As indicated above, if the 802.1ag packet is determined to be a CCM packet, then further comparisons are performed to determine if the packet needs to be forwarded to the CPU of the network device. In one embodiment, the reference information against which the comparisons are performed includes a hash table and a sessions table. The hash table and memory table may be stored in a memory location accessible to FPH module 116 and are initialized by software executed by the CPU of the network device. In one embodiment, the hash table and sessions table may be stored in RAM (e.g., SDRAM) associated with the CPU.
  • [0150]
    FIG. 16 depicts contents of a hash table 1602 and sessions table 1604 storing reference information according to an embodiment of the present invention. As depicted in FIG. 16, as part of the processing, a portion 1606 of an 802.1ag packet is fed to a hash function 1608 to generate a hash index 1610. In one embodiment, the portion of the 802.1ag packet that is fed to hash function 1608 includes bytes 9-10 (MEPID), and bytes 13-17 and bytes 36-58 (MAID) (see FIG. 14) of the header of a CCM 802.1ag packet. In one embodiment, hash function 1608 yields an 8-bit hash value 1610 that represents an index to an entry 1612 within hash table 1602. FPH module 116 then uses information in the entry within hash table 1602 to find an index to an entry in sessions table 1604.
  • [0151]
    According to an embodiment of the present invention, each entry 1612 in hash table 1602 comprises packet reference information 1614 to be used for comparison, a session table pointer 1616 pointing to an entry in sessions table 1604, and a next pointer 1618 pointing to the next entry in hash table 1602. In one embodiment, packet reference information 1614 comprises 50 bytes corresponding to bytes 9-10 of MEPID, and bytes 13-17 and 36-58 of MAID from a CCM 802.1ag packet. In this embodiment, after an entry in hash table 1602 has been identified by hash index 1610 for a received 802.1ag packet, bytes 9-10 of MEPID, and bytes 13-17 and 36-58 of MAID from the received 802.1ag packet are compared with the 50 bytes 1614 stored in the hash table entry indexed by the 8-bit hash result. If the received packet information matches the packet reference information 1614 stored in the hash table entry, then session table pointer 1616 of the hash table entry is used to identify an entry in sessions table 1604. If there is no match, then the entries in hash table 1602 may be traversed using next pointer 1618 until a matching packet reference information is identified or until all entries have been traversed. The session table pointer 1616 of the entry comprising the matching packet reference information is then used to identify an entry in sessions table 1604. If no matching information is found in the hash table, then the received 802.1ag packet is forwarded to the CPU of the network device.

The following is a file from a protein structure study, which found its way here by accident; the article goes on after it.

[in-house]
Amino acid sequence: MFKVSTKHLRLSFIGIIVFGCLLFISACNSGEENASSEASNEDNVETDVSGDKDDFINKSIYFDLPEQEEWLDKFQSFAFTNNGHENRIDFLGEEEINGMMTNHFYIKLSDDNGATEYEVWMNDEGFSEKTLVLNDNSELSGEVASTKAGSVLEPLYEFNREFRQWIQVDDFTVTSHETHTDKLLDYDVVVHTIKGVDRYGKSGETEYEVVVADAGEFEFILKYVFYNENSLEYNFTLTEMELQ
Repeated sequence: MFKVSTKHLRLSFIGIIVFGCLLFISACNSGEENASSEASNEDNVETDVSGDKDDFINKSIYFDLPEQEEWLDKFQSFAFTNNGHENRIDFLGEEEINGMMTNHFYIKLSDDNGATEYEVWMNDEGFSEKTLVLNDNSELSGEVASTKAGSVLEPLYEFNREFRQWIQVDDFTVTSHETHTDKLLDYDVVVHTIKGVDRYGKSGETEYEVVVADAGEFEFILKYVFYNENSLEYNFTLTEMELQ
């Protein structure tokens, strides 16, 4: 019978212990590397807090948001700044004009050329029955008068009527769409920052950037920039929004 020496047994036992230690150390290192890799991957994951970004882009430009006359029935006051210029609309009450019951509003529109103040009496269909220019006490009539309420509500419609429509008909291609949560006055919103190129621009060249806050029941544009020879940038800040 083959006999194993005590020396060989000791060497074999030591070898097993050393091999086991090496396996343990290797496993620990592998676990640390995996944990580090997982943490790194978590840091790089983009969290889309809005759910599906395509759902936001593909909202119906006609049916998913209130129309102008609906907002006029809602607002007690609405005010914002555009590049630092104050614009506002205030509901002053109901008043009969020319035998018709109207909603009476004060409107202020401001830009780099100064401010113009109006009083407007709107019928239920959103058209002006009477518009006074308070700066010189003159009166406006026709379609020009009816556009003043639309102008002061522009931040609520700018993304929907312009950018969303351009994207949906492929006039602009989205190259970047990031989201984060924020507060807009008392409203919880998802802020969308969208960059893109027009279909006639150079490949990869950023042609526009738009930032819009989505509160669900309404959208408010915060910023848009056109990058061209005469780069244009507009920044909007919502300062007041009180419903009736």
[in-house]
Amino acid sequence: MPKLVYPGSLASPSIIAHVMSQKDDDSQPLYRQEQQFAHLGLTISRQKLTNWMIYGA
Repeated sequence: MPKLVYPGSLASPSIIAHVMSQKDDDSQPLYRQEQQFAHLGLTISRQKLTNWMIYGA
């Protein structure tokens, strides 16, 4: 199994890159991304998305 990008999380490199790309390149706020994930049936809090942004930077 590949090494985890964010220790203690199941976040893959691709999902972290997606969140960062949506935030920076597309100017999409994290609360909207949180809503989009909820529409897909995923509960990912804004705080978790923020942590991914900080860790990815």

• [0152]
    As depicted in FIG. 16, sessions table 1604 may store a number of entries, each entry corresponding to an 802.1ag session. In one embodiment, sessions table 1604 stores 256 entries. According to an embodiment of the present invention, each entry in sessions table 1604 comprises the following information:
  • [0153]
    (1) Ownership (1-bit): The ownership bit is used to indicate if FPH module 116 can modify the sequence number of the entry. When the bit is set, the session can be used by FPH module 116.
  • [0154]
    (2) Accept (1-bit): When this bit is set, FPH module 116 disregards the sequence number of the first 802.1ag packet matching the session. FPH module 116 saves the incremented CCM packet sequence number in the session entry and resets the accept bit.
  • [0155]
    (3) Version (5-bits): If the version field in the session table entry does not match the corresponding information in the received 802.1ag packet, the packet is forwarded to the CPU.
  • [0156]
    (4) Flags (8-bits): If this field in the session table entry does not match the corresponding information in the received 802.1ag packet, the received packet is sent to the CPU.